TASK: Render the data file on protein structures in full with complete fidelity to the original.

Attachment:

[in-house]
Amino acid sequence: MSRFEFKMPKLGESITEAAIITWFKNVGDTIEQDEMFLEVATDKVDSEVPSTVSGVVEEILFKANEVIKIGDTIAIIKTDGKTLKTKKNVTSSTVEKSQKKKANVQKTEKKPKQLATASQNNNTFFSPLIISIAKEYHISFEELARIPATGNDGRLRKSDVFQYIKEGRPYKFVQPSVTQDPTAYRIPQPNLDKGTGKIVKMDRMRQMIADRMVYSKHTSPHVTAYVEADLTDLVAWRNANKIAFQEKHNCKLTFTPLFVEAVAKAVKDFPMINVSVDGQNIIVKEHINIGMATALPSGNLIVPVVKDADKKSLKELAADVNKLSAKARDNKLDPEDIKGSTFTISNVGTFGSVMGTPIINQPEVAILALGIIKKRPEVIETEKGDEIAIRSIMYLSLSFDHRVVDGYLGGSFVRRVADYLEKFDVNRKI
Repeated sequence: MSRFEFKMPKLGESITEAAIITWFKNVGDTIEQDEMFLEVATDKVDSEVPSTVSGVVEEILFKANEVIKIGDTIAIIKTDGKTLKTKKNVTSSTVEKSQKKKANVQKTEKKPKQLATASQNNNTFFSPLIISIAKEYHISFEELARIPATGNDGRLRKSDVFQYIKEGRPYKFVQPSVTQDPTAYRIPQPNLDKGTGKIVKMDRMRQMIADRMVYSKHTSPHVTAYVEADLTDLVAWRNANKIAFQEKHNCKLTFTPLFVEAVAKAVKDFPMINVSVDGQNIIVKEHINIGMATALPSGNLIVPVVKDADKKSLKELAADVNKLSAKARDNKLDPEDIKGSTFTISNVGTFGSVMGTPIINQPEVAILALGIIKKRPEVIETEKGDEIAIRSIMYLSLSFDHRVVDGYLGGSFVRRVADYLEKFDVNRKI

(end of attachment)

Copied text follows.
[in-house]
Amino acid sequence: MSRFEFKMPKLGESITEAAIITWFKNVGDTIEQDEMFLEVATDKVDSEVPSTVSGVVEEILFKANEVIKIGDTIAIIKTDGKTLKTKKNVTSSTVEKSQKKKANVQKTEKKPKQLATASQNNNTFFSPLIISIAKEYHISFEELARIPATGNDGRLRKSDVFQYIKEGRPYKFVQPSVTQDPTAYRIPQPNLDKGTGKIVKMDRMRQMIADRMVYSKHTSPHVTAYVEADLTDLVAWRNANKIAFQEKHNCKLTFTPLFVEAVAKAVKDFPMINVSVDGQNIIVKEHINIGMATALPSGNLIVPVVKDADKKSLKELAADVNKLSAKARDNKLDPEDIKGSTFTISNVGTFGSVMGTPIINQPEVAILALGIIKKRPEVIETEKGDEIAIRSIMYLSLSFDHRVVDGYLGGSFVRRVADYLEKFDVNRKI
Repeated sequence: MSRFEFKMPKLGESITEAAIITWFKNVGDTIEQDEMFLEVATDKVDSEVPSTVSGVVEEILFKANEVIKIGDTIAIIKTDGKTLKTKKNVTSSTVEKSQKKKANVQKTEKKPKQLATASQNNNTFFSPLIISIAKEYHISFEELARIPATGNDGRLRKSDVFQYIKEGRPYKFVQPSVTQDPTAYRIPQPNLDKGTGKIVKMDRMRQMIADRMVYSKHTSPHVTAYVEADLTDLVAWRNANKIAFQEKHNCKLTFTPLFVEAVAKAVKDFPMINVSVDGQNIIVKEHINIGMATALPSGNLIVPVVKDADKKSLKELAADVNKLSAKARDNKLDPEDIKGSTFTISNVGTFGSVMGTPIINQPEVAILALGIIKKRPEVIETEKGDEIAIRSIMYLSLSFDHRVVDGYLGGSFVRRVADYLEKFDVNRKI